Sandlapper
The Magazine of South Carolina

Wooden Hills & Twisted Rails

At Paramount's Carowinds, the young and young at heart lose themselves in a zany world.

by Joey Frazier

 

The first thing you will hear when you walk in the gate at Paramount's Carowinds theme park is the clacking of a wooden roller-coaster climbing that first steep hill, or the whirring roar of a modern coaster racing around twisted steel tracks. If you are looking for thrills and chills, then the 100-acre park on the South Carolina-North Carolina border near Rock Hill is the place to be this summer. Six of the more than 40 attractions available for the one-price-includes-(almost)-everything admission are twisting, turning, looping, racing, dropping, dipping, speeding roller-coasters. It's my kind of place.

Carowinds' original wooden coaster, Thunder Road, is celebrating its 20th year in operation at the park. This year, one of the twin coasters is running backwards for a totally new sensation on the proven crowd pleaser. For traditionalists, the other track still runs forward. Thunder Road is the only twin wooden roller-coaster that crosses a state line.

There are two other wooden roller-coasters to ride, the Hurler and Scooby-Doo's Ghoster Coaster. There also are three steel roller-coasters, the Carolina Goldrusher, the Carolina Cyclone and the Vortex, a dramatic stand-up coaster ride.

The newest attraction in the park is the 174-foot Drop Zone stunt tower. This ride is simplistically crazy. You get into an open car that is lifted 160 feet into the air at a speed of 16 feet per second. Then the car is released for a 100-foot, 56mph free fall. Just 60 feet above the ground, the "fail-safe magnetic braking system" saves you from gravity. The whole ride, up and down, takes less than a minute. The $4 million ride can accommodate up to 700 guests per hour.

But the thrills and fun don't stop with the roller-coasters. There are shows to see, games to play and plenty of food to eat. You can beat the heat on any of the swirling, splashing water rides. All of them will get you wet - some may get you drenched. Some tamer rides both young and old will enjoy are the Carolina Sternwheeler, a three-deck riverboat ride in the center of the park, and the restored 1923 antique carousel located in Animation Station. Besides the great shows provided daily in the park, the 13,000-seat Paladium amphitheatre hosts special performances from big names in show business.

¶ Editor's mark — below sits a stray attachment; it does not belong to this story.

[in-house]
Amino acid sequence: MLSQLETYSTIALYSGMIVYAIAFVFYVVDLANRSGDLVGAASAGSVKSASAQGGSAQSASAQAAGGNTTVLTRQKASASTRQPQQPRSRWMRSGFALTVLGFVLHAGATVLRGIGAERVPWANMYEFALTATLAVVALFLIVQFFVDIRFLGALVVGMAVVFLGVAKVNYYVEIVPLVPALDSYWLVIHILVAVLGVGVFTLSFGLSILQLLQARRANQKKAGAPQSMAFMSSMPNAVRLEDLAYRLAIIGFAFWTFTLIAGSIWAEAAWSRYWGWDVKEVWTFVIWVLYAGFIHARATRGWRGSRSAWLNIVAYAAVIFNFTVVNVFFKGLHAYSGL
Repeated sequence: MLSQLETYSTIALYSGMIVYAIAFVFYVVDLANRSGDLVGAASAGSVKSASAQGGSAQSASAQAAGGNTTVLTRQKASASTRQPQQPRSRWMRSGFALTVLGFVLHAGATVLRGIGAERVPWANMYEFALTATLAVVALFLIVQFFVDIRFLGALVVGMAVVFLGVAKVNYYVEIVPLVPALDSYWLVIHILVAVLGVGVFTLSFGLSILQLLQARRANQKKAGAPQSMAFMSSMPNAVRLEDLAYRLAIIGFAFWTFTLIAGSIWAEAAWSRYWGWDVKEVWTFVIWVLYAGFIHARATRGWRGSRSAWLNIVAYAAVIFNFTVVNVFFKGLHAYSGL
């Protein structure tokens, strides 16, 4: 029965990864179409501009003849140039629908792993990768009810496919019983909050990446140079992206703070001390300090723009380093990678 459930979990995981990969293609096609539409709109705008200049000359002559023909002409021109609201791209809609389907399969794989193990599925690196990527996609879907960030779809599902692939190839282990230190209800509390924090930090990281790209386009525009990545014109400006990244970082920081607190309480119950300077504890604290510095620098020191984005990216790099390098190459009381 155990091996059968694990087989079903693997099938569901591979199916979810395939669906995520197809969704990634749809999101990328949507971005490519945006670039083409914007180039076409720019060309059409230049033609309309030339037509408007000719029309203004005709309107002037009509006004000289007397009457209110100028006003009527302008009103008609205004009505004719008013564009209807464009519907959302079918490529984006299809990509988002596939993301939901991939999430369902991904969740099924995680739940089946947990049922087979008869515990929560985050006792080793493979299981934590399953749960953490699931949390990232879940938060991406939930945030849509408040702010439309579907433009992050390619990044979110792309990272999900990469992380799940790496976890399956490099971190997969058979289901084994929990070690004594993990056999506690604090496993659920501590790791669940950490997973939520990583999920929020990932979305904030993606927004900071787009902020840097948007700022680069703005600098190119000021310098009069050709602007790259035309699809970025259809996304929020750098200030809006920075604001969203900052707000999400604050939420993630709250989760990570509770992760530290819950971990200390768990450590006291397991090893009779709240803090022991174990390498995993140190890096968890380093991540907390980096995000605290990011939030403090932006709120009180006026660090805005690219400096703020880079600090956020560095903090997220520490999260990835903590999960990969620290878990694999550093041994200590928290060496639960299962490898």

If you tire of the rides and shows, just walk around and enjoy the 30,000 beautiful flowers, the 1,600 light bulbs and the other brilliant colors that decorate Carowinds. Animation Station, designed for visitors less than 54 inches tall, is especially colorful, with huge cartoon props that provide excellent photo opportunities for your scrapbook.

A Carowinds experience is great by yourself, but even better with friends. I went with Darren and Brian Corley, Cathy O'Farrell and of course my ever faithful, patient and enduring wife Michele. The day we went, the lines were long and the weather was hot, then wet - but we had a great time anyway. I rode the thrill rides; Michele ate funnel cakes. We both got wet when it rained. Darren, Cathy and Brian rode and ate and walked and got wet and rested and posed for pictures.

It's a great place to spend a day - maybe two, if you want to ride every ride, see every show and sample all the food. Paramount's Carowinds annually hosts more than 1.7 million guests. It's wonderful anytime, but remember weekends are especially busy, therefore the lines for the major attractions will be longer.

Carowinds is open daily from early June through August and on weekends until October. Regular admission is $30 per person; many restaurants and businesses offer discount coupons; reduced admission for children 4-6 and adults older than 55. Admission includes all the shows except at the Paladium and all the rides except the Xtreme SkyFlyer (a free-fall hang gliding experience). Food and souvenirs cost extra.

 

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